Hey there, time traveller!
This article was published 11/11/2011 (2107 days ago), so information in it may no longer be current.
COLUMBUS, Ohio -- In the Mixology 101 handbook, the concoction of too many penalties and bad penalty killing over ice is called only one thing.
And the Winnipeg Jets, currently experimenting with these toxic ingredients, know it, even if it appears they are powerless to do anything about it.
As of Thursday's action, the Jets had played a league-high 77 times short-handed through 16 games. That's more than 4.8 power plays per game for their opponents, nearly a full power play per game higher than the league average.
With 18 power-play goals against to this stage, that puts the team's penalty killing at barely 75 per cent heading for tonight's game at Nationwide Arena against the Columbus Blue Jackets (6 p.m. CT, CBC, 1290).
And though a few players and their coach, Claude Noel, have tried to make the case that there is improvement in these areas recently, there have only been two games in their last 12 in which the Jets have been short-handed at or better than the league average per game.
Their trend is up, not down.
"Our penalty killing is clipping along at 77 (per cent) or whatever it is," Noel said this week. "We don't do a good job there. It should be more urgency, then, for us to do a good job and not take penalties.
"If we were clipping along at 89 per cent and we were really good, then I could say that I trust that our penalty killers are really going to help us, but we're not there. We've got work to do there."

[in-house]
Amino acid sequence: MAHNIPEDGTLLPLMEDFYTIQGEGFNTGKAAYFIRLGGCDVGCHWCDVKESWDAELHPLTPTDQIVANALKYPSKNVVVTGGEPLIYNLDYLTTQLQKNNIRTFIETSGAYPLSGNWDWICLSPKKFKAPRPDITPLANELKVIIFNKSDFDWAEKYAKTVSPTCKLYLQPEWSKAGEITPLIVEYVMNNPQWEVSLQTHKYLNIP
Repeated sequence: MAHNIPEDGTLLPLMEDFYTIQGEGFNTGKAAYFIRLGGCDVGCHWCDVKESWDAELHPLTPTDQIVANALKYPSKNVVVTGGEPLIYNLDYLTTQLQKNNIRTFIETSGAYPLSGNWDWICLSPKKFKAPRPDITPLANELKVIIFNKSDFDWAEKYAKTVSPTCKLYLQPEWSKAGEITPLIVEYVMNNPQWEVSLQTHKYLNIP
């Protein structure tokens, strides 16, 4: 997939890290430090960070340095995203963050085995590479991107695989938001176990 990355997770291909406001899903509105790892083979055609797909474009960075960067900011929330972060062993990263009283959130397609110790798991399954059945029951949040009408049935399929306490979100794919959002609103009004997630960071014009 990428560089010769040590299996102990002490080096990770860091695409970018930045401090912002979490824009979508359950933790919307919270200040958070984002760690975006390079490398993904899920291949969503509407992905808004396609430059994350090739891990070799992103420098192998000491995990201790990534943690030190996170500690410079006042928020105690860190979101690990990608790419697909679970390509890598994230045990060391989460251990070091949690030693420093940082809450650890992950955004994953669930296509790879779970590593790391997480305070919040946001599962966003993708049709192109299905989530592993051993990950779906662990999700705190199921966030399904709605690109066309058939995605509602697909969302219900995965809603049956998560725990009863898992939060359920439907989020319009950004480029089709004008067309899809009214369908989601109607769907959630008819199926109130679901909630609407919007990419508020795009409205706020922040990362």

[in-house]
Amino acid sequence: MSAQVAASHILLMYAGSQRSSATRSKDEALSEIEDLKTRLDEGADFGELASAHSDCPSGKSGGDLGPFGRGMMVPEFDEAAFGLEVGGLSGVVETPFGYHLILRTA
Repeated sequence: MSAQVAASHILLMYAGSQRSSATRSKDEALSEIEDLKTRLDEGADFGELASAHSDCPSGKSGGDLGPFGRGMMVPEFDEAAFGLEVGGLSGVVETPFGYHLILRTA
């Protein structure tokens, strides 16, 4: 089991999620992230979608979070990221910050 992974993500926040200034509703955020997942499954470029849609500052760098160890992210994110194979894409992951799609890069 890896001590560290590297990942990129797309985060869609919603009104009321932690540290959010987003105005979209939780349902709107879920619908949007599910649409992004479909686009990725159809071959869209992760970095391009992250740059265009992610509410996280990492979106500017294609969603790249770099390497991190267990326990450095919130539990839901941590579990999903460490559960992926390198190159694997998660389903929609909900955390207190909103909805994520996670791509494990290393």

The problem, at least, is identified.
And there ought to be urgency, because the end result of these ingredients is not happy.
Last season, for instance, seven teams finished with penalty-killing under 80 per cent. Only two of them made the playoffs, and one of them, Phoenix, was drummed out of the playoffs faster than you can say two minutes for doing a bad job.
The other, San Jose, proves there is an exception to almost every statistical axiom, but in this case, the Jets shouldn't be too hopeful, because they don't compare well to the star-studded Sharks.
On the other end of the stir stick, the two teams that gave opponents the most power plays last season, Montreal and Pittsburgh, both made the playoffs. But each of those teams was elite in the penalty-killing department, in the league's top seven..
"Taking bad penalties and our penalty killing not being great, that's not a good combination," Noel said. "That's where we have to be smarter. Me included. We have to coach better. However it gets done, at the end of the day, that's my job.
"I don't see a problem but trust me, I'm watching through my glasses... and I've got bifocals."
Though he's committed to optimism, the coach has more than a small challenge on his hands.
At least his players seem to know the root of the problem and they are aware of where it leads.
"If we don't move our feet, we're going to get called for penalties," said defenceman Zach Bogosian after Thursday's continuation of the mess, when the Jets watched Florida go two-for-five on the power play, not counting a delayed-penalty, six-on-five goal by the Panthers. "The penalties tonight were obviously an issue but we just have to make sure we're moving our feet. When we put sticks on guys, they're going to call it."
Captain Andrew Ladd sounds more than a little concerned.
"It's an area we need to get a lot better in," Ladd said Thursday. "We start to get momentum and take penalties; it's shooting ourselves in the foot. Obviously we had a few power-play goals (against) again tonight. We can blame it on the penalty kill but at the end of the day, if we're more disciplined, that's not happening."
There's where Noel's trying to start this project.
"You've got to be smarter," he said. "You've got to be accountable to your teammates. It's all part of growing as a group. We're not there yet. That's what it tells us.
"We do some things that are not very mature. You can't lead with your stick when you're forechecking, and when you're around the hands. That doesn't work. You can't cross-check a guy in front of the net. That doesn't work. You just have to be smarter.
"There's no easy method."